Wednesday, August 24, 2016

Chipotle illegal workplace policies

I bring this up a lot for workers and this is a good point noted for
workers! Workers do have a voice in work and outside of work!
My brand "WalmartRamen" started on Youtube at the same time
I was working at Walmart. I walked out after they said I missed
too many days being sick as you could only miss 6 days in 6 months
with them not accepting work releases. 
Retaliation as in a small town Walmart should not be taken!
It was the norm in my time working at Walmart. Now? No take action! 

If there are issues you have at work call the NLRB!
Those days of saying "You are lucky to have a job right now!"
is BS look around and look at the next town over they more likely
make $10 an hour somewhere! And there are places with now hiring
about everywhere!  And wages are looking to be going up!

So if your workplace is trying to buffalo you don't fall for it
call the NLRB to fix it! They have a Mobile APP!
The NLRB is getting better than it ever was!

~~~~~Chipotle under fire for illegal workplace policies
Federal regulators have taken a red pen to Chipotle's employee handbook,
saying several policies violated labor laws.

The National Labor Relations Board said in a recent decision that Chipotle has to
amend four rules that are illegal because they can "chill employees" from exercising
their collective bargaining rights. The ruling has implications for what workers everywhere
are allowed to say on social media.
The Chipotle policies that the NLRB took issue with are:
  • Its confidentiality policy that "unlawfully limits the use of [Chipotle's] name."
  • A policy that prohibited employees from discussing "politics or religion in public."
  • A rule that prevents workers from soliciting support from coworkers against a workplace policy "in visual or hearing range of our customers."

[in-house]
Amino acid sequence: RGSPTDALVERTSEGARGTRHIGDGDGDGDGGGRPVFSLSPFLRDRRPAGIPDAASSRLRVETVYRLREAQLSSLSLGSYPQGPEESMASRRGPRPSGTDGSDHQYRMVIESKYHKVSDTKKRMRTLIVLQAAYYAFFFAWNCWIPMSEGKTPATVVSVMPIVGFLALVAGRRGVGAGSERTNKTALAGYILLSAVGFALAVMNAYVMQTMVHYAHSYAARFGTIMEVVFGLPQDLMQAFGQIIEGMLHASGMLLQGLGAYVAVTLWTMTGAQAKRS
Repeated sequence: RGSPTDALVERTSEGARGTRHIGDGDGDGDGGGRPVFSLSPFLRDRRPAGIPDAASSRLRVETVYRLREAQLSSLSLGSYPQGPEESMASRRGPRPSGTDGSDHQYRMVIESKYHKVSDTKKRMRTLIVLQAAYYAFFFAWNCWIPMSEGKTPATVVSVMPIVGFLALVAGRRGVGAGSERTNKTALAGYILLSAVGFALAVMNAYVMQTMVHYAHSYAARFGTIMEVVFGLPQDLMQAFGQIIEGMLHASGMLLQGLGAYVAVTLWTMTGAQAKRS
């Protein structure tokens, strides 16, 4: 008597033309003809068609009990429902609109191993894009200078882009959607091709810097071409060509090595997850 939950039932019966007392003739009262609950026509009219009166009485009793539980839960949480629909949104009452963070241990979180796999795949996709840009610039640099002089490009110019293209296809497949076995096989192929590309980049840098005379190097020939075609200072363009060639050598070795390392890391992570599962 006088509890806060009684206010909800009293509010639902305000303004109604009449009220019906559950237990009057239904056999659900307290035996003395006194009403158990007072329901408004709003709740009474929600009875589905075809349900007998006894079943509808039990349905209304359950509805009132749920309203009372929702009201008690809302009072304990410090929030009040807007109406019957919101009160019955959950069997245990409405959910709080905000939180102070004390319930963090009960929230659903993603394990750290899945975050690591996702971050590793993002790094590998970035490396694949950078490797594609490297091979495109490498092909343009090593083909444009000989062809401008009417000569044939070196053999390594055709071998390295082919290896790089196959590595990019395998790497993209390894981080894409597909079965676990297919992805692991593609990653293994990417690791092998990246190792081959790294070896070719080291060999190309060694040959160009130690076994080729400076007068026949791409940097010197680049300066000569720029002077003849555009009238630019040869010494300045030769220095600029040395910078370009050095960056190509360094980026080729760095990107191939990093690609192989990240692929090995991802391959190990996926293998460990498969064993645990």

• An "ethical communication" policy that instructs workers to avoid "exaggeration" or "colorful language" when discussing people.
"Employees can talk about wages, hours, conditions and terms of employment.
That's protected speech," said Michael Healey, the attorney who worked on the
NLRB case.

Though the NLRB ruled Chipotle's policies violate an 80-year-old labor law, Healey
said that the decision is another instance of "federal labor law catching up to social media."
The Chipotle (CMG) vs. NLRB saga started when James Kennedy -- an employee at a
Chipotle restaurant in Havertown, Pennsylvania -- posted tweets in January 2015
that were critical of the burrito chain.

One lamented how the company charges customers extra when they add guacamole.
Other tweets went after how the company pays and treats workers.
In one post, he responded to a customer who thanked Chipotle for a free burrito,
saying "nothing is free, only cheap #labor. Crew members only make $8.50 [per] hr
how much is that steak bowl really?" he wrote, according to public documents.

Shortly after posting them, Kennedy's manager ordered him to delete the tweets.
The manager cited an "outdated" company policy that says employees cannot post
"disparaging" comments about Chipotle on social media.
Kennedy was fired a month later after an altercation with his manager about a petition
he started for better-enforced breaks. He filed his case with the NLRB shortly after.
The NLRB ruling last week sent a clear message to Chipotle about how it handled
Kennedy's tweets and firing: You can't do that.

The company must rehire Kennedy and give back pay for any time he was unemployed
since he was fired in February 2015.

Also info bringing up ?'s

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